Psyched

Maybe it's a good thing that our block's rotation schedule mimics the normal rhythm: we're on our Psychiatry rotation during the semestral break. Doesn't feel like we're deprived of anything. Psychiatry has been uneventful so far, no backbreaking work, no demanding paperwork, no nothing when you think about it, and the enjoyment mostly comes from actual patient encounters.


I'm glad to finally learn what Psychiatry is all about; it's listening to patient's stories and making sense of them. Clarity of mind, the consultants say, is what we all should have. How can we make sense of others when we can't make sense of ourselves? Listening can get stressful, and as I inquire about my patient's feelings and wait for her to finish her train of thought, dotted with psychotic remarks that are mostly amusing, I find myself admiring psychiatrists more and more. They do this for a living, risking their sanity to help those who have lost theirs.

I must confess that I don't see myself here—a premature statement I might regret later, but that's what I feel. More than anything, Psychiatry is a calling, and I don't hear any voices, not yet.

Contrary to popular thinking, thanks to the ever accurate depiction of this discipline in popular media, psychiatric patients don't all look like Anthony Hopkins, don't sound like Hannibal Lecter, don't intend to kill every living person they see. The first encounter of a psychiatric patient can get quite scary, of course, but there's always the first time. Somehow, as in most things, you just get used to it, but you'll be surprised, as some residents claim, that many patients will still surprise you.

A patient walks around the corridor, saying "I love you" to every person she sees.

A patient breaks into a loud song: "Salamaaaaaat, PGH!"

A patient claims to be Sto. Nino or Jesus Christ or the Virgin Mary.

A patient, when asked what he'd do if there was a fire in the cinema, answered, "Magluluto ako ng popcorn."

A patient breaks into a fit, saying, "Hindi ako kulot, hindi ako salot, kinky lang." (Humor untranslatabe—sorry, foreign readers.)

It's not just the patients who are amusing; it's also us.  We've had a couple of boo-boos ourselves. I'm not mentioning names, but a classmate reported in his mental status exam findings that his "patient maintained good eye contact with her eyes closed." Best observation ever.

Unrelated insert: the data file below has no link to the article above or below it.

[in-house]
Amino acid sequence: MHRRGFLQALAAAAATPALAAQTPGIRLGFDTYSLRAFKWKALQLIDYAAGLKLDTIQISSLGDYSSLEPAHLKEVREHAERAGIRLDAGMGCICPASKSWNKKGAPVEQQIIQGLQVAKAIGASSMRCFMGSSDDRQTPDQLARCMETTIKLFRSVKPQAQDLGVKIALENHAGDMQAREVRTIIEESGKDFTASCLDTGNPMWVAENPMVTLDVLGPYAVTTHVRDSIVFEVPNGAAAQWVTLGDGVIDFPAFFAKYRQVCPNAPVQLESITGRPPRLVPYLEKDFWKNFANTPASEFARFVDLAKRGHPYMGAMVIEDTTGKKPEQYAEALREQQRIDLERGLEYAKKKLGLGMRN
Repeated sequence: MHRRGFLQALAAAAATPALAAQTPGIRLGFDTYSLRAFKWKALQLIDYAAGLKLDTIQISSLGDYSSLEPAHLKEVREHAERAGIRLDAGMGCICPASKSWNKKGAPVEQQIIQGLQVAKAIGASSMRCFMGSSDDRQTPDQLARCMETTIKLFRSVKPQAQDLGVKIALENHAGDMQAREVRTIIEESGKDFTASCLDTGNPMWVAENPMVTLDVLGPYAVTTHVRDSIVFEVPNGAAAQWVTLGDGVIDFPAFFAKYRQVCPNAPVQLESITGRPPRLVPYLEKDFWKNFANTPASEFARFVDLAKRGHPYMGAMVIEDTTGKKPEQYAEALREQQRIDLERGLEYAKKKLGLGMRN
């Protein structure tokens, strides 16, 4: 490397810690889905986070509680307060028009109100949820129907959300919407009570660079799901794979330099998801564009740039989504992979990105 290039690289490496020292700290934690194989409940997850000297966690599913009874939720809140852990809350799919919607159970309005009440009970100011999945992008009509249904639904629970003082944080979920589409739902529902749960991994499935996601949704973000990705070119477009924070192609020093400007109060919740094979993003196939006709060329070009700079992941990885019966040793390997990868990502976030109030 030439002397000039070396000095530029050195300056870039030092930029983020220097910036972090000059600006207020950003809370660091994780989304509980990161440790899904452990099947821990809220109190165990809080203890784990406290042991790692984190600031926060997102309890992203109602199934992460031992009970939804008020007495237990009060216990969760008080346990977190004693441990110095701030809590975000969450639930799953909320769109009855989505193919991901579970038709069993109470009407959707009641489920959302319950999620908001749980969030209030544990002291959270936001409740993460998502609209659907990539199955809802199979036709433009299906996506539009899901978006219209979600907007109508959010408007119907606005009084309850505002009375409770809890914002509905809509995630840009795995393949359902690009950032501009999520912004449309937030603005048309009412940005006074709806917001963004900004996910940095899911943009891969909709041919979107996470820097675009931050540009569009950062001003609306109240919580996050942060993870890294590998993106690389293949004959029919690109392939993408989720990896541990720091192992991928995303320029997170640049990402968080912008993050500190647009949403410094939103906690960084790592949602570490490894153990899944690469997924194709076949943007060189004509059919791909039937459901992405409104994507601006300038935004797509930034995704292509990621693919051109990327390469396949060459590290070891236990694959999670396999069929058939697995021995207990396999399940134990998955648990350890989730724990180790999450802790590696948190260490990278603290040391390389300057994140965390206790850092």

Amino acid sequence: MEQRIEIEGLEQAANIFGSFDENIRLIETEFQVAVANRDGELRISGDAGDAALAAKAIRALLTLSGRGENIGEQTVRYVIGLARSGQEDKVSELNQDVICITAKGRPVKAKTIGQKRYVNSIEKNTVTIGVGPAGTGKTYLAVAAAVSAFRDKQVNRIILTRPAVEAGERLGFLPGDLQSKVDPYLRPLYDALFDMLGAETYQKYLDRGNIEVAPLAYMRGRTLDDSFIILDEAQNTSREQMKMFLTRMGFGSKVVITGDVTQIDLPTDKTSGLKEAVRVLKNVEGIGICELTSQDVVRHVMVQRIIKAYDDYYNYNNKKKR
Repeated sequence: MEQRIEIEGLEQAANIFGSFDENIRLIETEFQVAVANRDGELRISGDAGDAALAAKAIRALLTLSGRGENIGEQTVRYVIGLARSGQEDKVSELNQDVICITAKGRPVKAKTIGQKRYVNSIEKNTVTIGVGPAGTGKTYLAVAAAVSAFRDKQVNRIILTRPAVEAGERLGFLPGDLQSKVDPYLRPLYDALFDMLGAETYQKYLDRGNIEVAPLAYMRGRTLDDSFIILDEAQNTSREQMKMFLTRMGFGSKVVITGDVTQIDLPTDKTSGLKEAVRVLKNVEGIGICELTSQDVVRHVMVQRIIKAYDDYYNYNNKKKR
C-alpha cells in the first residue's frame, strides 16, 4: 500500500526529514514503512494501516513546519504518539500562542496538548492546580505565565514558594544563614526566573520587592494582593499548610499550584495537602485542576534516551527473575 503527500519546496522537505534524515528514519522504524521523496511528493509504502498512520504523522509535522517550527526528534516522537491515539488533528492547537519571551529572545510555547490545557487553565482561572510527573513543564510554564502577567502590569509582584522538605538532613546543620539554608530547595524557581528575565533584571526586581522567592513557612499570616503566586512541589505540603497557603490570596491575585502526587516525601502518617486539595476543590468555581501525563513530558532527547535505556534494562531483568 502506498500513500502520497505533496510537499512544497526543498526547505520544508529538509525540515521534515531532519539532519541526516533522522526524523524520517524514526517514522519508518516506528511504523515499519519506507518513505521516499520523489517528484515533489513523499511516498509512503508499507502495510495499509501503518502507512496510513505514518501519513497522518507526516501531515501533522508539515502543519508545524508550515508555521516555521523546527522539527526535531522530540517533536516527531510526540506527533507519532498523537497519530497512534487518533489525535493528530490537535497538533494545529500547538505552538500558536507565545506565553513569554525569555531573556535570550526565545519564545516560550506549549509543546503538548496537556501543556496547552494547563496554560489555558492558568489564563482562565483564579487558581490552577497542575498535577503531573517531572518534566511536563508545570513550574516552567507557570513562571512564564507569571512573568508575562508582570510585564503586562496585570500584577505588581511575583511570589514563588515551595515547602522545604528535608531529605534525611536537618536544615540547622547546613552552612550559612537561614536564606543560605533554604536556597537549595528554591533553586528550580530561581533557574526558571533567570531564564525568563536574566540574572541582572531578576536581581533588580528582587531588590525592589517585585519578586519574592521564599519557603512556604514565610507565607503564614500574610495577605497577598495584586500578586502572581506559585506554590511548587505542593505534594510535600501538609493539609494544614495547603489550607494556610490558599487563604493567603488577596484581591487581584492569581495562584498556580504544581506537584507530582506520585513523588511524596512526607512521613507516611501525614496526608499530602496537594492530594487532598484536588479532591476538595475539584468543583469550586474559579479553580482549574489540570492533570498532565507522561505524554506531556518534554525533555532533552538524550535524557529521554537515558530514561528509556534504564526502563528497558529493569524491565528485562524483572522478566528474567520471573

The same classmate also noted that "the patient appeared neat but also unkempt."

Meanwhile let me share some photos.

Joseph Brazal revisits his patient's chart in Ward 7.



Bon Buno is jotting down his observations. Psychiatry is notorious for long, detailed histories, a far cry from Surgery where HPIs (History of Present Illness) can be as written in less than two lines.


Margie Bocaya is our liaison officer in this rotation. Doing a great job so far. 


It's an hour past lunch, and the ward feels soporific. Patients are usually sleepy around this time. I like seeing my patient in the morning before the 8 am ward meeting where cases are discussed and evaluated. 



We successfully convinced Dr. Vista to treat us for snacks after his lecture on Emergency Psychiatry. We weren't exactly impressive, just charming.





Lizzy Ching and "Wet Look" Lennie Chua are on duty today. I might drop by to see the singing patient they told me about, admitted last night because of manic episodes. I was told that the patient breaks into song, making the mental status examination sound like a musical.



From right: Ching, Lennie, Krushna, Migz, Bon, Joseph, Casti, and Checkered. I write often about my block I might just do a personality sketch of each of them. One of these days, if that day ever comes.



Our iKids, an endearing name we call our Intarmeds (geeky kids who were able to get into the seven-year straight medicine program of UP), confessed to having psychiatric problems of their own, mostly Obsessive Compulsive Disorders when they were younger. They're all so grown up now.



The point of this photo is to show that Carlie Bozon, our blockhead, isn't paying attention, busy chatting in the background.



Dr. Vista shared his life story, how he came to be a psychiatrist, how his practice is, what tips he can give us, and we thanked him for the donuts, for the chocolate drink, for his feeding program, for his time. We all went home after this, and we spotted Glaiza de Guzman and some of our friends from our previous block, now rotating in Surgery.



That's pretty much it. If only medschool were like Third Year every time. First year was boring, Second was hard, Third Year overflows with awesomeness. 

More photos here.

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